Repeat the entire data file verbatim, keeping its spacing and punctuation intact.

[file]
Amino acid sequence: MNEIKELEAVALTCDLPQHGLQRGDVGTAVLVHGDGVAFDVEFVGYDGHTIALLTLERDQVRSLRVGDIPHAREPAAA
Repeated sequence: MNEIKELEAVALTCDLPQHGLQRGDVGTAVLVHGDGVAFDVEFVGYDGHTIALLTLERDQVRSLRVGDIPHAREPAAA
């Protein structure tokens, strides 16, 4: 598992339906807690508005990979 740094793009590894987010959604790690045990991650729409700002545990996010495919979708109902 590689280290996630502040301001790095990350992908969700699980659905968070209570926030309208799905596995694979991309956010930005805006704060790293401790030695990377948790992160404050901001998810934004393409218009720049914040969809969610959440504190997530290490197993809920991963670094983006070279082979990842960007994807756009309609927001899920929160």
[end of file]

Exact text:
Amino acid sequence: MNEIKELEAVALTCDLPQHGLQRGDVGTAVLVHGDGVAFDVEFVGYDGHTIALLTLERDQVRSLRVGDIPHAREPAAA
Repeated sequence: MNEIKELEAVALTCDLPQHGLQRGDVGTAVLVHGDGVAFDVEFVGYDGHTIALLTLERDQVRSLRVGDIPHAREPAAA
């Protein structure tokens, strides 16, 4: 598992339906807690508005990979 740094793009590894987010959604790690045990991650729409700002545990996010495919979708109902 590689280290996630502040301001790095990350992908969700699980659905968070209570926030309208799905596995694979991309956010930005805006704060790293401790030695990377948790992160404050901001998810934004393409218009720049914040969809969610959440504190997530290490197993809920991963670094983006070279082979990842960007994807756009309609927001899920929160």